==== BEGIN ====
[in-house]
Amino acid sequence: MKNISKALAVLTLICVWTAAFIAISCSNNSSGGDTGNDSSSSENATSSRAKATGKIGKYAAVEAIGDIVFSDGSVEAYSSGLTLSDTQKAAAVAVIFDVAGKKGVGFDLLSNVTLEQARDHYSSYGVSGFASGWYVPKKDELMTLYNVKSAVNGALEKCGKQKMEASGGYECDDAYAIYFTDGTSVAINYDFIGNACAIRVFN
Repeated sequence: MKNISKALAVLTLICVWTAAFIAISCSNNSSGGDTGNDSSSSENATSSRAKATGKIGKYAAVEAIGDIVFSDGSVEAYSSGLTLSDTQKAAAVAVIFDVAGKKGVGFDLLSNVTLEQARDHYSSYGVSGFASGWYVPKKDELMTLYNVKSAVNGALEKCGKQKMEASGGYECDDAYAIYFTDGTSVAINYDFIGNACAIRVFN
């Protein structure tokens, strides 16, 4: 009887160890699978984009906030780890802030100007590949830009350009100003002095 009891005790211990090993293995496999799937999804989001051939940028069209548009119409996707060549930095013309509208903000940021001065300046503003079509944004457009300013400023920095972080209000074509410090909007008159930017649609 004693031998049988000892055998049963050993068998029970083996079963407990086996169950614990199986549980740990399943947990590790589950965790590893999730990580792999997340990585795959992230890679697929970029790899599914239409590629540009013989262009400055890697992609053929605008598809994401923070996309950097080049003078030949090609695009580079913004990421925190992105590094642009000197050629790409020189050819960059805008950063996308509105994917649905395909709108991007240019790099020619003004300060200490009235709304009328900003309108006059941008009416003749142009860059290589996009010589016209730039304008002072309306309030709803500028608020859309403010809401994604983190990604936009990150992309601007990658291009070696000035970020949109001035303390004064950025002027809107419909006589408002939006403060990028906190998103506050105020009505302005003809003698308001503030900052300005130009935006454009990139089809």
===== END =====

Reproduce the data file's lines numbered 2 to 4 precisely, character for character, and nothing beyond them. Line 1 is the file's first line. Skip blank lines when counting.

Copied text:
Amino acid sequence: MKNISKALAVLTLICVWTAAFIAISCSNNSSGGDTGNDSSSSENATSSRAKATGKIGKYAAVEAIGDIVFSDGSVEAYSSGLTLSDTQKAAAVAVIFDVAGKKGVGFDLLSNVTLEQARDHYSSYGVSGFASGWYVPKKDELMTLYNVKSAVNGALEKCGKQKMEASGGYECDDAYAIYFTDGTSVAINYDFIGNACAIRVFN
Repeated sequence: MKNISKALAVLTLICVWTAAFIAISCSNNSSGGDTGNDSSSSENATSSRAKATGKIGKYAAVEAIGDIVFSDGSVEAYSSGLTLSDTQKAAAVAVIFDVAGKKGVGFDLLSNVTLEQARDHYSSYGVSGFASGWYVPKKDELMTLYNVKSAVNGALEKCGKQKMEASGGYECDDAYAIYFTDGTSVAINYDFIGNACAIRVFN
């Protein structure tokens, strides 16, 4: 009887160890699978984009906030780890802030100007590949830009350009100003002095 009891005790211990090993293995496999799937999804989001051939940028069209548009119409996707060549930095013309509208903000940021001065300046503003079509944004457009300013400023920095972080209000074509410090909007008159930017649609 004693031998049988000892055998049963050993068998029970083996079963407990086996169950614990199986549980740990399943947990590790589950965790590893999730990580792999997340990585795959992230890679697929970029790899599914239409590629540009013989262009400055890697992609053929605008598809994401923070996309950097080049003078030949090609695009580079913004990421925190992105590094642009000197050629790409020189050819960059805008950063996308509105994917649905395909709108991007240019790099020619003004300060200490009235709304009328900003309108006059941008009416003749142009860059290589996009010589016209730039304008002072309306309030709803500028608020859309403010809401994604983190990604936009990150992309601007990658291009070696000035970020949109001035303390004064950025002027809107419909006589408002939006403060990028906190998103506050105020009505302005003809003698308001503030900052300005130009935006454009990139089809």